Experiments in Sound and Music

Conservation & Collections Management
August 13, 2019

V&A Friday Lates regularly see thousands of people flock to the museum to enjoy the free events on offer and listen to music. Music is a great way of enjoying the museum after work on the last Friday of every month, but the sound levels could be a concern for a museum worried about its objects. Sound is an exciting medium for artists to create art with, and for the V&A to enhance the museum experience, but sound is a vibration and vibrations can lead to movement … This is a challenge when the moving item could be a museum object.

Working with Jenna Mason (Friday Late Programme Curator & Coordinator) and Livia Turnbull (Assistant Curator in the Sculpture, Metalwork, Ceramics & Glass department), we set up a mini-experiment to test if music events are a cause for concern. The February 2019 Friday Late ‘Sonic Boom’ was selected for the experiment. Sonic Boom, organised by producer, DJ and curator Flora Yin-Wong explored sound and music: how it will be created, collected and preserved for the future.

Research studying the effects of music in heritage environments has been conducted for several years now, with organisations such as Historic Royal Palaces monitoring vibration levels during concerts. Windows have been noted to be ‘rattly’ from the vibrations created by powerful bass notes, especially from rock and pop music. We were hoping this wouldn’t be an issue for our Friday late programme.

For our mini-experiment, I fitted a motion sensor on to a Raspberry Pi and this was installed in a case above the DJ in the Grand Entrance during the Sonic Boom Friday Late. It was sensitive enough to detect a pencil being tapped next to it, and a small screen showed the real-time vibrations. We used a small GoPro camera to record the screen and the sound levels at the same time. Another sensor measured the distance to the GoPro, and this allowed us to see if the vibrations were resulting in movement, creating a mini-feedback loop. Our Visitor Services Department were also involved, taking decibel readings to record the loudness of the music periodically during the evening.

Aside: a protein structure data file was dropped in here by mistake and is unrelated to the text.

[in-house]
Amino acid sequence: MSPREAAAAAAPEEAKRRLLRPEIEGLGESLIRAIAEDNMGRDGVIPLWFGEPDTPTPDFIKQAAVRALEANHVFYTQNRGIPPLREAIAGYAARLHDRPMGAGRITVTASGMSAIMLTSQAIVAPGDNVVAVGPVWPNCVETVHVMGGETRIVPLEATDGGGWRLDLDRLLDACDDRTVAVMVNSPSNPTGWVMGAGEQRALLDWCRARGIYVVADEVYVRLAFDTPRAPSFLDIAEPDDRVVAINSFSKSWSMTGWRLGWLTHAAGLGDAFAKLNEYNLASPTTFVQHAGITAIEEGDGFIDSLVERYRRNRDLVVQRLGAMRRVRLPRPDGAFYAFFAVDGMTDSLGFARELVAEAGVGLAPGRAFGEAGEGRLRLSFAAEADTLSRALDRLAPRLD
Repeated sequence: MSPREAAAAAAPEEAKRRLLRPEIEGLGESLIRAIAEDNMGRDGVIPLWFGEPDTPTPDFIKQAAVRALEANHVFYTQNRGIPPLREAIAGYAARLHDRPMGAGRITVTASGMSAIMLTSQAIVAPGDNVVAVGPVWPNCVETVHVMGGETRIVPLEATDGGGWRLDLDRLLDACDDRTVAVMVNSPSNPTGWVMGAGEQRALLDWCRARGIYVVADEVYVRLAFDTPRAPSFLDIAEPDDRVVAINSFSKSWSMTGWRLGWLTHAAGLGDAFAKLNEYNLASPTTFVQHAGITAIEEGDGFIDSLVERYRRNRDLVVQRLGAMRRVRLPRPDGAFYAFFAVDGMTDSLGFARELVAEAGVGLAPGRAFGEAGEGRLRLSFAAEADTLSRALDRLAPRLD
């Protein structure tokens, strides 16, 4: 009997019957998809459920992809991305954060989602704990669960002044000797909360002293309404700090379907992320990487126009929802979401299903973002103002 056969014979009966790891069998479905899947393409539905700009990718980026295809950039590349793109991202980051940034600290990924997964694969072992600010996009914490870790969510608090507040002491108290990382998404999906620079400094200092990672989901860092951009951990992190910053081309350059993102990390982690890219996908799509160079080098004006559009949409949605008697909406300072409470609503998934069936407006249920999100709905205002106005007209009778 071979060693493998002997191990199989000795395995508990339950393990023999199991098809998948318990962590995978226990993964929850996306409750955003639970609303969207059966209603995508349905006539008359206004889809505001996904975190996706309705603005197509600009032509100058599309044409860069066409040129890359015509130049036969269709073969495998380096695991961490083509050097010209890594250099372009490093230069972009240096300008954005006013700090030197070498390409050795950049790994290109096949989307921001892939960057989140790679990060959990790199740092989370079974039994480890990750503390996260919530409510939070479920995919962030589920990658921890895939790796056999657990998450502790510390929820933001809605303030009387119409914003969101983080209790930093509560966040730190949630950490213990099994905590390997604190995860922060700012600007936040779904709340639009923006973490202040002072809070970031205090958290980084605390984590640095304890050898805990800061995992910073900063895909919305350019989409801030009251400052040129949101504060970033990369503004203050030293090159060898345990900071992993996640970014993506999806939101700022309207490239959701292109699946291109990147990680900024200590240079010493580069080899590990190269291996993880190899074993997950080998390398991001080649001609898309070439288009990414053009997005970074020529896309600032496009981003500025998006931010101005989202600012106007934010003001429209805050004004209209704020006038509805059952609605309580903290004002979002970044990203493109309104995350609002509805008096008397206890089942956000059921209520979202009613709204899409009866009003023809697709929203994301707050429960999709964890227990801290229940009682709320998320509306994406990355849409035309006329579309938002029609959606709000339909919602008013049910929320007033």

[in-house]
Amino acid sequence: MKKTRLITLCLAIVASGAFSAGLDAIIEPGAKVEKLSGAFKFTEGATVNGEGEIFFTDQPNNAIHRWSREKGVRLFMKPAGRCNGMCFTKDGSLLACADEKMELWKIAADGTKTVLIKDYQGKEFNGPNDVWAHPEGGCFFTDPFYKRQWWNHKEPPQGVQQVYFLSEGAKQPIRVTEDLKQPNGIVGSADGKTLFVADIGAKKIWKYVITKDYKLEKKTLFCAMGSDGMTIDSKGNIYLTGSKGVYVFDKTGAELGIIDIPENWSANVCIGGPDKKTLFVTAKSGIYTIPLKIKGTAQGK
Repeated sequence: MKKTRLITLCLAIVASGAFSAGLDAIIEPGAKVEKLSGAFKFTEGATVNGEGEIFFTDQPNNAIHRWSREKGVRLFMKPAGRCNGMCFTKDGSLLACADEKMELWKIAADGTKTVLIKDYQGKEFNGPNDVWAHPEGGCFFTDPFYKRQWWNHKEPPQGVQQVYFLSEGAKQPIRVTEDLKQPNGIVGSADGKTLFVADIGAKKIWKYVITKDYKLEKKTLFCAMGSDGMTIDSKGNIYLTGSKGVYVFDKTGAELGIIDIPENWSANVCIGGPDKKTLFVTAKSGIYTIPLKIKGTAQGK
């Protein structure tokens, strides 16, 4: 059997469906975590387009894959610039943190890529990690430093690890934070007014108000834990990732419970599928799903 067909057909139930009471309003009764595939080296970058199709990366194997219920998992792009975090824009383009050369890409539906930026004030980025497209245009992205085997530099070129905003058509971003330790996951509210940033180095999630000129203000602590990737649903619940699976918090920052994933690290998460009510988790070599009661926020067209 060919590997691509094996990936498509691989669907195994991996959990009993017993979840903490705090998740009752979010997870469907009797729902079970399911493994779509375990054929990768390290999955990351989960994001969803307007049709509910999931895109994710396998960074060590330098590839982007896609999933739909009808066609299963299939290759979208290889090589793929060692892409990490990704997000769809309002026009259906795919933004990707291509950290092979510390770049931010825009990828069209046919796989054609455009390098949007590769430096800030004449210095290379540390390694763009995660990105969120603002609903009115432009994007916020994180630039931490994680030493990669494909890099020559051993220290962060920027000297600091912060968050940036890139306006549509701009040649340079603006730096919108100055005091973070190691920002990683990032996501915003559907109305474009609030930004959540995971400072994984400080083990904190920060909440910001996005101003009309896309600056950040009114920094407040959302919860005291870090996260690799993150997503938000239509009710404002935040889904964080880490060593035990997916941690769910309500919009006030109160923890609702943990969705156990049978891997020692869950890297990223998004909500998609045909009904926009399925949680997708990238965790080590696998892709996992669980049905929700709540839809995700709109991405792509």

Photography by Peter Kelleher

Throughout Friday Late, the monitor showed that the music was not loud enough (averaging 80 decibels and peaking at 88) for either the motion or movement to be detected, so we are happy that our museum objects are being kept safe. We will continue to work together over the coming Friday Lates and weekend events to keep the music playing and avoid a ‘Boom Bang a Bang’.


Thanks to Peter Kelleher (photographer) and Daniel Oduntan (multimedia technician and DJ) for helping with setting up the videography and adjusting sound levels during the experiment. Thanks also to Neide Gentelini (Visitor Experience Gallery Assistant) for taking sound level reading through the Friday late and Stuart Findlay for the decibel meter.

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